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How to implement

Because all problems inevitably show up in the downstream processes - on the shop floor - the first thing that must be done in order to transform a company into a success is GEMBA KAIZEN. A GEMBA KAIZEN (Actual Site improvement) is Kaizen on the Shop Floor. There a three principles and always remember the three principles:

  • Actual Site,
  • Actual Thing,
  • Actual Fact.

The poor handling of management, product design, production technology, manufacturing technology, production control, quality control, purchasing, information management, product flow control, human resources management, capital equipment management, accounting and standardized technology - either separately or in some combination will result in MUDA. Muda is WASTE that will manifest itself as inefficient effort, defects, excess inventory, unnecessary space, transportation, warehouses, capital investments, non-functional equipment, worthless assets, and/or unmotivated people.

The first step towards implementing Gemba Kaizen is to recruit team members from various departments to identify existing problems at the shop floor level. Once identified, Shop Floor Management must define how these problems will be solved, setting measurable goals that will lead towards satisfactory resolution.

The team then transforms floor operations, from one where substance and waste are inter-mixed, to one where there are only linked productive processes. This transformation is also applied to each operator's movement linking only productive, value added movement. One Piece Flow Cells are created, wherein the sorting of parts and products, which share similar process structure and sequence, are handled based on a Process Matrix Table. Once set up to function as a One Piece Flow Cell, the team will be able to surpass the targets set by management. This phase is called the Awareness phase in Kaizen. Shop floor participants rediscover their potential. Their confidence, in themselves and what they are capable of accomplishing when they are motivated, increases dramatically.

Concurrently, Shop Floor Management must confront their own lack of discipline toward meeting their set targets, their absence of trust in subordinates, and their inability to envision where it wants to bring the company in the future. Shop Floor Management must admit that the cause of the problems on the shop floor frequently lies on the upstream side. (What are you referring to when you say upstream side? You reference management and management practices, but upstream frequently means the supply chain or the process on the left of the value stream)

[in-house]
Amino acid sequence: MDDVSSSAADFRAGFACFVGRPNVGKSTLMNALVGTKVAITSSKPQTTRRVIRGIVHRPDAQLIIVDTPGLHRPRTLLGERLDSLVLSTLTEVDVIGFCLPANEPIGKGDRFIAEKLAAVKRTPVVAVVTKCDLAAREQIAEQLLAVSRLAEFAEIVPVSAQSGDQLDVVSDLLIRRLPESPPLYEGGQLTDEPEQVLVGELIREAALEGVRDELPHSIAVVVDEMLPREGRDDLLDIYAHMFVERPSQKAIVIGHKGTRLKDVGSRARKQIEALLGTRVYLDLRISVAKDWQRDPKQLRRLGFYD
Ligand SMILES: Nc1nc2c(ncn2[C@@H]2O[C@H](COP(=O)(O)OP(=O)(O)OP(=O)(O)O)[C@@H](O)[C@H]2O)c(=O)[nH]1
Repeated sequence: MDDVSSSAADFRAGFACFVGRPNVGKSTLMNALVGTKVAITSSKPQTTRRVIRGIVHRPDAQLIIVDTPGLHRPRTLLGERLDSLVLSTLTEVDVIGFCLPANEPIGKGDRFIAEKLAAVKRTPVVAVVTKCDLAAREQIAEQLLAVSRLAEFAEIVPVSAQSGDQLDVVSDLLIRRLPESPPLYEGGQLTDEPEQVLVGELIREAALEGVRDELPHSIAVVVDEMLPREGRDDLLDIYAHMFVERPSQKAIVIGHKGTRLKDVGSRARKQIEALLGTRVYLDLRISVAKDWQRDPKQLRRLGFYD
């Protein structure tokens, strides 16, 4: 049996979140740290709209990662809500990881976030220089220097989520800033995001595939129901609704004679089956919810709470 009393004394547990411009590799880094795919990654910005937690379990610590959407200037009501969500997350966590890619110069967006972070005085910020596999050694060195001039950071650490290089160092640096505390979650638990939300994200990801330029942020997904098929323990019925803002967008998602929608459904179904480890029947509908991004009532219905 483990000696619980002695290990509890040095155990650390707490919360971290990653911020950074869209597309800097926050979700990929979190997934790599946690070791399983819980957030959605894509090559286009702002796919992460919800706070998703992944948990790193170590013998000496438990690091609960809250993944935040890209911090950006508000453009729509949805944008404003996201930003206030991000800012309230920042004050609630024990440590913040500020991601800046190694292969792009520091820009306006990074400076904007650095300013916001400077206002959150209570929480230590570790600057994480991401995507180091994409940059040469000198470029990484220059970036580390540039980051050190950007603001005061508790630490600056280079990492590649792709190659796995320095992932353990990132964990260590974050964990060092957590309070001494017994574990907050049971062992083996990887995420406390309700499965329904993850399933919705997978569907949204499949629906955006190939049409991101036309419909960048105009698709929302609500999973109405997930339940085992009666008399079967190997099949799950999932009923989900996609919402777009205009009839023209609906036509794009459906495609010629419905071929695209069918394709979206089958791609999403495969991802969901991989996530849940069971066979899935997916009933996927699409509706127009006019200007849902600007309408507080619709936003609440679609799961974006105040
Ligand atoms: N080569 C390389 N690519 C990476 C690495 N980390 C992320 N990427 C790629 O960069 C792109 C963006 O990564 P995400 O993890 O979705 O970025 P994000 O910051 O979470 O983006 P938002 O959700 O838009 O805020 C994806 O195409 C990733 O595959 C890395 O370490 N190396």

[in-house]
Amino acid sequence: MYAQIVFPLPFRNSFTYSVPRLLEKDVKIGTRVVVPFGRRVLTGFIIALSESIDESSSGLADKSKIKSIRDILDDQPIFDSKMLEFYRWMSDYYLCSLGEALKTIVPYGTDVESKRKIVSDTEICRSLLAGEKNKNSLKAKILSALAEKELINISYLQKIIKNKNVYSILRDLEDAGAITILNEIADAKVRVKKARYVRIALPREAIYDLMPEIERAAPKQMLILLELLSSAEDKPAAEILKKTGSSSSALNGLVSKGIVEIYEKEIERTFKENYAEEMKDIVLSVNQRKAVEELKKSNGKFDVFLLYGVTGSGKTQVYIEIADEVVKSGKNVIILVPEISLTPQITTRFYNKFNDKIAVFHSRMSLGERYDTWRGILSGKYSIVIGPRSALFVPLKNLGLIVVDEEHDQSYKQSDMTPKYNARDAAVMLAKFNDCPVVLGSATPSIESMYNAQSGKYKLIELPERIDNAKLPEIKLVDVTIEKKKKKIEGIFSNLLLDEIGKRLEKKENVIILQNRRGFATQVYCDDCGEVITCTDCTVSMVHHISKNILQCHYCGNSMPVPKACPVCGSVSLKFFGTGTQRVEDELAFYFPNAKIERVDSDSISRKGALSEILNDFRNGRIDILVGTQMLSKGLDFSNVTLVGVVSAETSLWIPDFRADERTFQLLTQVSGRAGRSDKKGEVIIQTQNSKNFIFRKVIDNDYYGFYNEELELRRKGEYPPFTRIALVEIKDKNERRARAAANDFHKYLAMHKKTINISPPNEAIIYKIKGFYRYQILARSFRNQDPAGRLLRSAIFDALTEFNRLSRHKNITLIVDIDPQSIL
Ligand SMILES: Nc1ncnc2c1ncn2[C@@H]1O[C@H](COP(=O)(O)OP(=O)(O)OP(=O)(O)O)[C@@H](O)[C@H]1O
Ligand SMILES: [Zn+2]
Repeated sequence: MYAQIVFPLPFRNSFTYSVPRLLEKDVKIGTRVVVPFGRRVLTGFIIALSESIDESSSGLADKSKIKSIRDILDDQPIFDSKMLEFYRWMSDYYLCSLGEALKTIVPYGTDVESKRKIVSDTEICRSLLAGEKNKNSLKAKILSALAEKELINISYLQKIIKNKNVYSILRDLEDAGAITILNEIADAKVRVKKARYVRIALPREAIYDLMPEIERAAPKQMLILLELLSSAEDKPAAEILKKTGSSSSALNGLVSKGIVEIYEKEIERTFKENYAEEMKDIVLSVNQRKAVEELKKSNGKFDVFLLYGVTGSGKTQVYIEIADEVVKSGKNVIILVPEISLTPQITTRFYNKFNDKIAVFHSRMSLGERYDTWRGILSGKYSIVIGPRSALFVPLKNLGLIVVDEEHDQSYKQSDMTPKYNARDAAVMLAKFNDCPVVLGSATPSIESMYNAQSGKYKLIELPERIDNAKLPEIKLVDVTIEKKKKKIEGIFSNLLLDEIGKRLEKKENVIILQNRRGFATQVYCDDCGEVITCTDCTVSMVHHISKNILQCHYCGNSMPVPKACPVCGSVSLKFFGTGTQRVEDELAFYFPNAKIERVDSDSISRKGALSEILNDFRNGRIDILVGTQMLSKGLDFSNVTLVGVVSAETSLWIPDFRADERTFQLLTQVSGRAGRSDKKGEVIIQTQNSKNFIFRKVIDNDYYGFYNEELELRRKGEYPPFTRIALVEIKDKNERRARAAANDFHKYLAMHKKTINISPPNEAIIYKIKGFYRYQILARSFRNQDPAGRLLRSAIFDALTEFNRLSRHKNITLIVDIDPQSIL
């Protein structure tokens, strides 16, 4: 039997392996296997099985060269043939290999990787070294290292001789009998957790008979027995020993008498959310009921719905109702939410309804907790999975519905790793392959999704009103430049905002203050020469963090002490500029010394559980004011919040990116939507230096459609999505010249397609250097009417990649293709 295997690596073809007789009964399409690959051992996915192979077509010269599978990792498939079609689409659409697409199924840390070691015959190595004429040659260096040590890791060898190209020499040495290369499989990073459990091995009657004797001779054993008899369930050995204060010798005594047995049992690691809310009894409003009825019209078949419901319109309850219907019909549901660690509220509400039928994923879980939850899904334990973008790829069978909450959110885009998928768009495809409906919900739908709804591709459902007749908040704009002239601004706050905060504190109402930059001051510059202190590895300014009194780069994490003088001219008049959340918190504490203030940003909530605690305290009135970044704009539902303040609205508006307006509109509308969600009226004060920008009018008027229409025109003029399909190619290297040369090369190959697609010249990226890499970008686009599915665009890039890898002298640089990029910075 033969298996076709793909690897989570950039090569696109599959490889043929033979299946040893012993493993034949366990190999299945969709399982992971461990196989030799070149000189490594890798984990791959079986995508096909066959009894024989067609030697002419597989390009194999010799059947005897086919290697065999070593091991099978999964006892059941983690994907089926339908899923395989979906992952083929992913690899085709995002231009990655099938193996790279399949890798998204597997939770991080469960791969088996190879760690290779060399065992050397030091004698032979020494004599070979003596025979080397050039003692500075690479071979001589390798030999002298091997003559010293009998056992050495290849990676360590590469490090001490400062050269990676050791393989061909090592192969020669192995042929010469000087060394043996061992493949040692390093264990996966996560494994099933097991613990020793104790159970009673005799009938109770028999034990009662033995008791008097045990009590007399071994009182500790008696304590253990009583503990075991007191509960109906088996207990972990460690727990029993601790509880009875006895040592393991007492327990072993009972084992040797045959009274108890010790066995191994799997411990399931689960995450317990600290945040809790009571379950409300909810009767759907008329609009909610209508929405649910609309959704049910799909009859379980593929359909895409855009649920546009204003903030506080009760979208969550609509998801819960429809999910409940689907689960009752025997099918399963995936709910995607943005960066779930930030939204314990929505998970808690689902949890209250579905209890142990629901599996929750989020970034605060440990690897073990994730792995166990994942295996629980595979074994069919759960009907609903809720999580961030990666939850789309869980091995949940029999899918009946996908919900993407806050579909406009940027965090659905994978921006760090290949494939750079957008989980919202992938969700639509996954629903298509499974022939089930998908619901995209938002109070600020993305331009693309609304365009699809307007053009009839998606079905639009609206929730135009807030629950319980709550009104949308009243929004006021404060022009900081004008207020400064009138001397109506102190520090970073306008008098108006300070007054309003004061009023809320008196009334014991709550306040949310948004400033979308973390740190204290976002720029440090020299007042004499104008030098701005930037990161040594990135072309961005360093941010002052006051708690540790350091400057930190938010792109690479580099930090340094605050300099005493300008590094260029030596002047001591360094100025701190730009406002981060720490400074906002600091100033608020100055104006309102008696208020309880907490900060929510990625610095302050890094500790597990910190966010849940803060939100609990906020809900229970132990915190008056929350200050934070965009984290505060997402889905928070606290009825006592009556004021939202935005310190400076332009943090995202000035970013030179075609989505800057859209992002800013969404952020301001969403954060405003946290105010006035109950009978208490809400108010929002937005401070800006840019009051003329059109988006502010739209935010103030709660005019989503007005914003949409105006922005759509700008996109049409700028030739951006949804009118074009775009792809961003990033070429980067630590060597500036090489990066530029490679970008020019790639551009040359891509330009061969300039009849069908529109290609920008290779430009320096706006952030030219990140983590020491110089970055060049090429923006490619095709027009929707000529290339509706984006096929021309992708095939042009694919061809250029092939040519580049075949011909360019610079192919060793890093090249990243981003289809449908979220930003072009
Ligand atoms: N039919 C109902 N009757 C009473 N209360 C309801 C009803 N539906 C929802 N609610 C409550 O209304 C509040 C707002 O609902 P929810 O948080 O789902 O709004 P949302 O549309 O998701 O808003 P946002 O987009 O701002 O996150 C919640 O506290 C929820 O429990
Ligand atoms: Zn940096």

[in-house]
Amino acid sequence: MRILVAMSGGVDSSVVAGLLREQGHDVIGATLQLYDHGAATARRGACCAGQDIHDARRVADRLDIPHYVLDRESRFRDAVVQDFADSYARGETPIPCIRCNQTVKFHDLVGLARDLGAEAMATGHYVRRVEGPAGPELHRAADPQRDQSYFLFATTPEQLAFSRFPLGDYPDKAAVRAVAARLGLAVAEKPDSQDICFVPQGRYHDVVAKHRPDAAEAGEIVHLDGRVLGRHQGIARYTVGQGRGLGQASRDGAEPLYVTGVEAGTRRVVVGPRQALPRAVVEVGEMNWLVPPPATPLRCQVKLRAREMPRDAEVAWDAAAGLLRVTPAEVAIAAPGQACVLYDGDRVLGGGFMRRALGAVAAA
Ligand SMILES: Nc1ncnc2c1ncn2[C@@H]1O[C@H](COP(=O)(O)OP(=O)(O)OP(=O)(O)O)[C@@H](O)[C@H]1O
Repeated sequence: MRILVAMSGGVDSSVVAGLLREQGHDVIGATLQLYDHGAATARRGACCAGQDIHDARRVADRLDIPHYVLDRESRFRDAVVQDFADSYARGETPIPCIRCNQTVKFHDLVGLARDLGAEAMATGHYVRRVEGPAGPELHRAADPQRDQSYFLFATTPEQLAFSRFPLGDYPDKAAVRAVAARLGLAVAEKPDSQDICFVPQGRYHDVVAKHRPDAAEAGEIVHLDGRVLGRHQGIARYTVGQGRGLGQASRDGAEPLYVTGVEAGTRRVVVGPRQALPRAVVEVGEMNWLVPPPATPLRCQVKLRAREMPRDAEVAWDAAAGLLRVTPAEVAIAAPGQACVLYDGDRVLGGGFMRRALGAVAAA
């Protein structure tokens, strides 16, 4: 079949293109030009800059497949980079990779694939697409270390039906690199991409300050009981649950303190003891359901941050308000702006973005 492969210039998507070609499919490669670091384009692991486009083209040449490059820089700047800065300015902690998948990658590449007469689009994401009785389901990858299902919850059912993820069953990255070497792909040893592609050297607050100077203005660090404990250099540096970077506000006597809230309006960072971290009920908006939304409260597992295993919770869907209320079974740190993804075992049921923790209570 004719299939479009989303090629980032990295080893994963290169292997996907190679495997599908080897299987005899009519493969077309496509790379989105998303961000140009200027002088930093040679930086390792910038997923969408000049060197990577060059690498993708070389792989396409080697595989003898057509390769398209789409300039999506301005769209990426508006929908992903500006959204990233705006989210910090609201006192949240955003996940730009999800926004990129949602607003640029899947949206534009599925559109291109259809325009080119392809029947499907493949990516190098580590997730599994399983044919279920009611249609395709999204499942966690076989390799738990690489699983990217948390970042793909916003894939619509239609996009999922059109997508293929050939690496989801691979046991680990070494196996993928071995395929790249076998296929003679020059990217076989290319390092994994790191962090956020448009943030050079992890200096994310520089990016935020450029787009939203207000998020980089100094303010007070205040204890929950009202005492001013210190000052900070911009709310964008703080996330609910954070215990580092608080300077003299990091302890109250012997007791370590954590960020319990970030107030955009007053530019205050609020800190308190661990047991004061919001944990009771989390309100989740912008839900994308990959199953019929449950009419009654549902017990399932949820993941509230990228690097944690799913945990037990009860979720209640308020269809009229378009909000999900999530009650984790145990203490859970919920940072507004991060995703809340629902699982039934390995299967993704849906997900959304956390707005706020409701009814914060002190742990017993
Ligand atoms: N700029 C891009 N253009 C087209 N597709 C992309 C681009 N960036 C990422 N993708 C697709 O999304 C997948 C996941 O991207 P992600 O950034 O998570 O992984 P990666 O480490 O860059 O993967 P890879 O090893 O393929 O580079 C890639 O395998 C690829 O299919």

(What are you referring to when you say upstream side? You reference management and management practices, but upstream frequently means the supply chain or the process on the left of the value stream)

To conduct Kaizen successfully, the next phase in Gemba Kaizen applies to, or is coherent with, the upstream process.

In this phase, a One Piece Flow Cell and a Visual Approach assessment on the shop floor must be further improved. However, alongside the progress achieved on the shop floor, any latent problems, previously unseen and/or unaddressed, that emanate from the upstream side, will grow more obvious on the shop floor. Each individual within each function on the upstream side, e.g., Production Control, Design Engineering, must go to the shop floor and be able to recognize, independently, that the root cause of any existing problems there, flow from their organizations. Upstream staff must examine how their own particular function must be reformed first, so that existing Gemba conditions can be improved. The implementation of One Piece Flow Cell implies that management will create an environment that nurtures this type of critical self-examination. It is imperative that each supporting function (e.g. engineering, production control, etc.) go to the shop floor and understand how they are impacting the manufacture or assembly of the product.

Focus on one main product as the Kaizen theme. When Kaizen is applied in this manner to the overall flow from the beginning to the end, the connection will become clear between the before-process and shop floor waste (Muda) and duplicable effort. The process must be reviewed for both information and work piece flow from the customer's purchase order, bill of material, to production and shipment of the product. Kaizen will contribute to the business success of those products that undergo Kaizen this way.